That’s because Manchester City had a bit of an end-of-the-year stumble. What became abundantly obvious over the past week or so is just how much City relies on David Silva. The Spaniard has played in all 19 of City’s Premier League games this season, and his creative brilliance and safe-cracker ability to unlock defenses have made him a Player of the Year candidate. He could be hitting something of a wall, though, looking a bit sluggish in a draw against West Brom and making little difference as a sub against Sunderland. With disappointing seasons (so far) from Samir Nasri and Adam Johnson, manager Roberto Mancini has relied on Silva (who has eight assists this campaign) to get the ball in to Sergio Aguero, Edin Dzeko, and Mario Balotelli. They’ll need him to regain his form or for someone else to pick up the slack in 2012; it sounds like there will be no January reinforcements, as Sheikh Mansour’s wallet is closed for business for the time being.
Neither club is playing its best football, but Manchester — what with Rooney getting bombed with his missus, Balotelli smoking cigarettes, Rio Ferdinand live-tweeting darts (#darts!), and the triumphant return of Dimitar Berbatov’s slacker goal celebrations — is still the most interesting place in English football.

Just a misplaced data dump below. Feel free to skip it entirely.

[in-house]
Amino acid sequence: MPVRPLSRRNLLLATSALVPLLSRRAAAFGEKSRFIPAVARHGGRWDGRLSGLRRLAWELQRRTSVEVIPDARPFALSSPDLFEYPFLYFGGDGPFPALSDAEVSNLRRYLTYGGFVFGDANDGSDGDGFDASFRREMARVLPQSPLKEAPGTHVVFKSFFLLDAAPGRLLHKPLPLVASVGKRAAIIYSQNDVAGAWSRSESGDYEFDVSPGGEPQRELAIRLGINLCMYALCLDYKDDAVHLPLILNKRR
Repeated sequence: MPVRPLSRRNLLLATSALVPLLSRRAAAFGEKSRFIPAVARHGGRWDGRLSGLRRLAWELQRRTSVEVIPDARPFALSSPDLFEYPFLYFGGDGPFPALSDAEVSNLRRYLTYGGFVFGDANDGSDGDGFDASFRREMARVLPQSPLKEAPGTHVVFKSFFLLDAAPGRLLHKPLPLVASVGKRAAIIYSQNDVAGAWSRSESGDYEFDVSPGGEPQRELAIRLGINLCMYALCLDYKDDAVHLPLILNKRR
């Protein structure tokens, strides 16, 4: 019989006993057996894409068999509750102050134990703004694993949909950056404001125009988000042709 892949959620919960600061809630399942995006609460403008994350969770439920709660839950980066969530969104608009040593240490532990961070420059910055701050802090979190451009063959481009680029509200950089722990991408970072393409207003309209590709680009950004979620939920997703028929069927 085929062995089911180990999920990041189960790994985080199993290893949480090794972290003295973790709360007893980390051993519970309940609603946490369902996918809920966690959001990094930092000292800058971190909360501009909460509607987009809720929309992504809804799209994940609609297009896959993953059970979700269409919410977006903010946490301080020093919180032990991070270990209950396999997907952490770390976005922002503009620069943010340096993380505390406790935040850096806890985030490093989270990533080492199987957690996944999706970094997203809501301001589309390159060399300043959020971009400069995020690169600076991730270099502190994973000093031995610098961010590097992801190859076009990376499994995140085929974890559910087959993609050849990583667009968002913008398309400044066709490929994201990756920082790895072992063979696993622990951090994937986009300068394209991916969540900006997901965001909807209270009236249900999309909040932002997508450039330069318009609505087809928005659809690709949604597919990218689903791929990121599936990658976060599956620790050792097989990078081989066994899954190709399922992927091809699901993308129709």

We’re No. 4!
Is there any other professional sports league in the world in which the battle for fourth place is the most compelling and entertaining storyline? This would have been a perfect time for Tottenham to pull away from the pack, and after its Gareth Bale-fueled victory over Norwich on December 27, it looked like Spurs had made some kind of jump, proving themselves to be the kind of club that dismantles lesser opposition without a lot of fuss. Then Scott Sinclair happened.